Lees Ferry is a tiny settlement next to the Colorado River at the end of a side road 6 miles from ALT US 89 in north Arizona, not especially interesting itself but surrounded by some remarkable scenery. The village is named after John D. Lee, a Mormon settler with 17 wives who established a ferry there in 1871 whilst in exile following his role in the massacre of 120 emigrants near St. George, Utah, at a place called Mountain Meadows (for which he was later executed).
The ferry provided the only crossing of the river for nearly 60 years until a bridge was built a few miles downstream, where the present day route 89 crosses now. A wider replacement bridge was completed in 1995 and together with the highway past Glen Canyon Dam this is one of only two bridges across the Colorado for many hundreds of miles between the Hoover Dam on the Nevada border and Hite, in Utah.
LocationArea map of Lees Ferry and nearby canyons
Officially, Lees Ferry marks the beginning of the Grand Canyon
, as the land slopes gently down to the west side of the river but after a short distance downstream there are cliffs at both sides which become steadily higher as the Colorado flows south. The initial section is known as Marble Canyon
, so named because of the very colorful rocks, but apart from the US 89 road bridge there is no easily accessible viewpoint, though over the ten miles or so south of the bridge, the Colorado has several fascinating narrow tributary canyons
including Sevenmile Draw, Soap Canyon, Jackass Creek and Badger Canyon, some of which provide quite easy routes to the river.
Because of its location, Lees Ferry is the starting point for most raft trips down the Grand Canyon, and these are so popular that reservations have to be booked up to a year in advance. The ferry site is 15 miles south of Glen Canyon Dam
which was completed in 1963, flooding a large area of remote desert, including most of Glen Canyon which was said to rival the Grand Canyon in its grandeur. The section of canyon south of the dam is thus the only remaining part; boat trips are available down this too (from the base of the dam to Lees Ferry), allowing people to have some idea of what has been lost.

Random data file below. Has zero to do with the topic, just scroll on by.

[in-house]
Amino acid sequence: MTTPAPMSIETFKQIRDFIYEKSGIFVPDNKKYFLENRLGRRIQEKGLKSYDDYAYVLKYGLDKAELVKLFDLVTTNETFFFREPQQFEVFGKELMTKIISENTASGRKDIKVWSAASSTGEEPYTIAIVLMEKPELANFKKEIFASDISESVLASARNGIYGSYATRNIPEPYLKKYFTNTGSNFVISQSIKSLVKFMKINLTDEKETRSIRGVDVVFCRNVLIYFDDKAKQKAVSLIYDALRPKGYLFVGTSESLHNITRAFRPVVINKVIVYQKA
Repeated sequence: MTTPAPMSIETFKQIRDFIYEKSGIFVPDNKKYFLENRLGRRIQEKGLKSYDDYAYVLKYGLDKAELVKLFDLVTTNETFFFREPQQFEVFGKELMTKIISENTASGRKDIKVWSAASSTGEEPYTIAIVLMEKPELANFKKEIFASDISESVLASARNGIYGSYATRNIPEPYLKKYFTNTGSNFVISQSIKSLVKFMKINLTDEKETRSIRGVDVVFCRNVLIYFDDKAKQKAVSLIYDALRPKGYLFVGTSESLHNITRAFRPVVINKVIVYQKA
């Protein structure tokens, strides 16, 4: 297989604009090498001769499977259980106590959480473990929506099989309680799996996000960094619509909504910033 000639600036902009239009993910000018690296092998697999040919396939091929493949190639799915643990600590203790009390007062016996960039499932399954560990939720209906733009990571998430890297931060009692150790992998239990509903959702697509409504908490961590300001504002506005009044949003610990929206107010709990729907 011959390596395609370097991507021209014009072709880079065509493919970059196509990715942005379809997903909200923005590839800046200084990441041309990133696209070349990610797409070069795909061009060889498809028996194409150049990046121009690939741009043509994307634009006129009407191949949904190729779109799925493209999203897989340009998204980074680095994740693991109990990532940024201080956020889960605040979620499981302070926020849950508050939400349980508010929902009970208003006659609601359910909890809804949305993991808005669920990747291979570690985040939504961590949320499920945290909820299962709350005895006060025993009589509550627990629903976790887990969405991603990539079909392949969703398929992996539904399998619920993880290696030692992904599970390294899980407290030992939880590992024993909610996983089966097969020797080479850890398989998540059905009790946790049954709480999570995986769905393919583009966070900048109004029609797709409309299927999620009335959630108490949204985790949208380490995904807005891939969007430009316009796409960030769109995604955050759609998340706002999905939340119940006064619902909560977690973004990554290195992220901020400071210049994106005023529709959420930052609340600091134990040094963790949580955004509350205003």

The most spectacular and visible natural feature in the Lees Ferry area is the Vermilion Cliffs, an amazingly colorful escarpment stretching over 30 miles southwest towards Jacob Lake
; road 89 runs alongside at the foot of the cliffs for most of the way, providing excellent views before turning away and climbing steeply up to the forested Kaibab Plateau
. The cliffs and the Paria Plateau beyond are within Vermilion Cliffs National Monument
. On the other (east) side of the Colorado River, US 89 runs south past the equally colorful and even longer Echo Cliffs
on land of the Navajo Indian Reservation, then continues south across the Painted Desert.
Lees Ferry has a few basic facilities including a scenic NPS campground (with an active lizard population) close to the river - $20 per site in 2020 - and several historic buildings such as old ranches, a cemetery, and the remains of a post office and fort. It also provides a starting point for hiking trips up the Paria River
, which joins the Colorado after flowing through Paria Canyon, parts of which are up to 1,000 feet high but only a few meters wide; the Buckskin
slot canyon is a well-known tributary. However it takes several days walking to reach the trailhead at the upper end of the canyon so the journey should not be undertaken lightly. Most of the Paria River further upstream is now contained within the Grand Staircase - Escalante National Monument